Two women kiss in front of a big fire. A woman and a man kiss underwater. Giant waving inflatable tubes flail in the middle of a forest. Another woman holds up a live chicken to the sky in what could be rural Nevada. Or Chile. Or maybe upstate New York.

Could this imagery convince millennials to buy diamonds? Maybe so. But either way, the Diamond Producers Association—the organization behind the Real is Rare diamond marketing campaign that hit the scene last year—is not too worried, despite the languid sales reported by jewelry retailers this year. Tiffany & Co. (TIF) , for instance, has seen seven straight quarters of declining same-store sales. Signet Jewelers Ltd. (SIG) saw its rate rise ever so slightly this summer after four consecutive quarters of decline.

Rings, of course, are the leading product in diamond jewelry. A diamond ring can cost between $200 for a 1/10 carat diamond ring from Zales—owned by Signet—to $26,000 for a five-band ring at Tiffany's, according to their websites. Of course, the price of a diamond ring can go much, much higher.

"Millennials in the U.S. represent 40% of diamond consumption, but only 30% of the population," said Jean-Marc Lieberherr, CEO of the association. "Obviously, they represent a big share of the bridal market now and what we're seeing is that their desire and interest has not come down at all."

In other words, if diamonds have a demand problem, the onus is not just on millennials.

The experts in the industry agree. Brian Nagel, an analyst for Oppenheimer, told TheStreet Thursday, Sept. 21, that Tiffany in particular would benefit from marketing its own products more effectively, but Millennials as a consumer demographic are not the problem.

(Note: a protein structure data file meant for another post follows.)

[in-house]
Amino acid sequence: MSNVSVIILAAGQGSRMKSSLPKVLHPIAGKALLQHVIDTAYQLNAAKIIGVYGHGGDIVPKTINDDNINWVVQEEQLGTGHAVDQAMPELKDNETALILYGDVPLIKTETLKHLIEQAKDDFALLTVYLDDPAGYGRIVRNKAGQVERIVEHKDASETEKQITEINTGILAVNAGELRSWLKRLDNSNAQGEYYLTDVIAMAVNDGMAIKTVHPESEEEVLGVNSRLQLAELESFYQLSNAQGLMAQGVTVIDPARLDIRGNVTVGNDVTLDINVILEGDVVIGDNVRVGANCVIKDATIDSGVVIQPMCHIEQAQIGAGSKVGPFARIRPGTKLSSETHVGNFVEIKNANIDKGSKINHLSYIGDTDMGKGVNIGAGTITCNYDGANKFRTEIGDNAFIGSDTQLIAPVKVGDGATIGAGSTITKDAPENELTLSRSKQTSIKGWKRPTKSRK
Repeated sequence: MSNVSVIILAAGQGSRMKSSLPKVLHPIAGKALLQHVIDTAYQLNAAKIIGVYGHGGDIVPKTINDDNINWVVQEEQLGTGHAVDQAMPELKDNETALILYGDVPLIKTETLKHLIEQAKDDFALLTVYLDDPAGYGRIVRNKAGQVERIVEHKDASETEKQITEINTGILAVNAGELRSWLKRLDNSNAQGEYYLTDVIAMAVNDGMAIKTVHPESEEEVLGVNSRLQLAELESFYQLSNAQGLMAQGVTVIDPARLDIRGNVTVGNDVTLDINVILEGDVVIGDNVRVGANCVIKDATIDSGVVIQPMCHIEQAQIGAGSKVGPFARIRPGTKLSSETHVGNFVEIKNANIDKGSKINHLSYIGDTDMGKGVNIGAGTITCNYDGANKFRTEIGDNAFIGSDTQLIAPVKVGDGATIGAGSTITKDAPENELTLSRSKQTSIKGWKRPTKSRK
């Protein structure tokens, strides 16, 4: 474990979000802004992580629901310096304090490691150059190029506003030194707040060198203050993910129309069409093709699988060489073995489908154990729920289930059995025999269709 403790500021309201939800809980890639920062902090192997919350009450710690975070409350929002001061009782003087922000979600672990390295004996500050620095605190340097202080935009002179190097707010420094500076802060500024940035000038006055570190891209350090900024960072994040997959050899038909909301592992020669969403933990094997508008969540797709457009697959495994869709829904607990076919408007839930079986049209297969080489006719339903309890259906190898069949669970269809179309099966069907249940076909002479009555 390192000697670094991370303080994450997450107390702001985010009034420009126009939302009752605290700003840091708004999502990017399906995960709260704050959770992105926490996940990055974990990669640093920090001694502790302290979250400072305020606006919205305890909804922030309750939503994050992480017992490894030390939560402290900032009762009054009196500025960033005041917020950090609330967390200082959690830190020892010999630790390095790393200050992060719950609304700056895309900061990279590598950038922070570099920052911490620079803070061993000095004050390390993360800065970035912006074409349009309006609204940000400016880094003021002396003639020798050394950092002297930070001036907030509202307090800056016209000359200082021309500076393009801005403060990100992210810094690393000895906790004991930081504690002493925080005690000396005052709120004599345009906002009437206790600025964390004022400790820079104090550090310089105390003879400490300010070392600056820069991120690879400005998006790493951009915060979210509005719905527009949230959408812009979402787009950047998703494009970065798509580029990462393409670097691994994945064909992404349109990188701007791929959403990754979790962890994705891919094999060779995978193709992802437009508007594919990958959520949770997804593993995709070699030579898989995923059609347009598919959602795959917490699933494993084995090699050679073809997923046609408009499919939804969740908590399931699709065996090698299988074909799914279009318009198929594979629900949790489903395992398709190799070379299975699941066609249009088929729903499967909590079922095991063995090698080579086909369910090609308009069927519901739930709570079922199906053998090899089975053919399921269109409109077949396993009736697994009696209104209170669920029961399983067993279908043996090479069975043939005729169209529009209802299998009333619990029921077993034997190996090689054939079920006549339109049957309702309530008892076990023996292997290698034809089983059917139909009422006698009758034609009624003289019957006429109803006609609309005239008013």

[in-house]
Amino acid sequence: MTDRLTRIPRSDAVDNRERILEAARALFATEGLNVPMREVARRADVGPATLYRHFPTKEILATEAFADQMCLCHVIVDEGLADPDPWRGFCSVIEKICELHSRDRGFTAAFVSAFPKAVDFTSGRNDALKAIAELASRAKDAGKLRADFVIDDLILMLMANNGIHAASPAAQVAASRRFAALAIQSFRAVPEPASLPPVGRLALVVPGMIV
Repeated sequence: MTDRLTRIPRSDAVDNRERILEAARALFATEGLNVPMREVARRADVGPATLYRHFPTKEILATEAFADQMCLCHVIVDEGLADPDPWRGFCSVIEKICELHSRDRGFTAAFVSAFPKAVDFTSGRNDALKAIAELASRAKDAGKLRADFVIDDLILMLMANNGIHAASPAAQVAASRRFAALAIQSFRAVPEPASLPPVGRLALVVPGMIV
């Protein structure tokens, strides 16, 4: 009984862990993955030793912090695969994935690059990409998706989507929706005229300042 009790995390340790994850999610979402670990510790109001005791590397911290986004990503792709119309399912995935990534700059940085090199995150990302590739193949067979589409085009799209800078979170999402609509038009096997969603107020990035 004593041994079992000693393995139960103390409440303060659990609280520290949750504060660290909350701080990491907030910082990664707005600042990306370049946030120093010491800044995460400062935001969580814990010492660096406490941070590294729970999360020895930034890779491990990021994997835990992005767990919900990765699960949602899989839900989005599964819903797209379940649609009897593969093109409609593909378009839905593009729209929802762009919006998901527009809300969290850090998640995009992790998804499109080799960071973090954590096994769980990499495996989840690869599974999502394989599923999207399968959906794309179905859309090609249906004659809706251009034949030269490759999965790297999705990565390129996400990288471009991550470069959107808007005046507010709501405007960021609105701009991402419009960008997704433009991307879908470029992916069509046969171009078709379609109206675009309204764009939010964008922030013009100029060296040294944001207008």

"Millennials are just doing things later. They're buying homes later, as far as marriage goes, I haven't seen a shift from the diamond engagement ring," Nagel said.

The narrative of millennials, who are now between the ages 17 and 35, wholly rejecting diamonds is overstated in the media, according to Rachelle Bergstein, the author of Brilliance and Fire: A Biography of Diamonds. 

"It's a very tempting hypothesis, to say this generation is waking up and not falling into the trap that the industry has laid out for us," she said, but this isn't true. Citing a recent De Beers report, Bergstein wrote in Forbes this summer that demand for diamonds is actually growing.

The diamond industry claims it doesn't have a problem with millennials.
The diamond industry claims it doesn't have a problem with millennials.

So why is it that the Diamond Producers Association—comprising of the world's top seven diamond miners—would spend a multimillion-dollar campaign targeting the proverbial snowflakes?

For starters, the last marketing campaign for diamonds as a product category was De Beers' A Diamond is Forever, which debuted in 1939. The diamond miner retired its campaign in 2008, Leiberherr told TheStreet. Without an international promoter, the diamond industry came together in 2015 to form the DPA.

Real is Rare received $57 million in funding this year, $50 million of which is tied to the U.S. market. Since October 2016, the DPA has released three one-minute ads as well as eight documentary-style videos on YouTube that feature real-life couples.

"It's been almost 10 years since we came to consumers with an overarching message about diamonds," Leiberherr said. "So what's behind the campaign is publishing a new language to talk to millennials and younger generations of what matters to them, and that is sincerity and authenticity."

This language, as spoken, features compelling cinematography, interracial couples, and, of course, dialogue that is undeniably millennial. "I know this may not be perfect, but it's ours. It's messy but it's also meaningful," a 20-something woman in the latest ad narrates, as she feeds her girlfriend a piece of cake.

But there is something ostensibly missing in the ads: the one-knee-on-the-ground, hand-on-gasping-mouth engagement scene. This, nonetheless, is deliberate, Lieberherr explained. As millennials delay marriage or skip the whole thing altogether, it was essential for the DPA to emphasize love over ritual.

"While not moving away from marriage, we're moving toward love," he said. What's important for us is the diamond being the symbol of the authenticity of these relationships. You get married, fine. You don't get married, fine."

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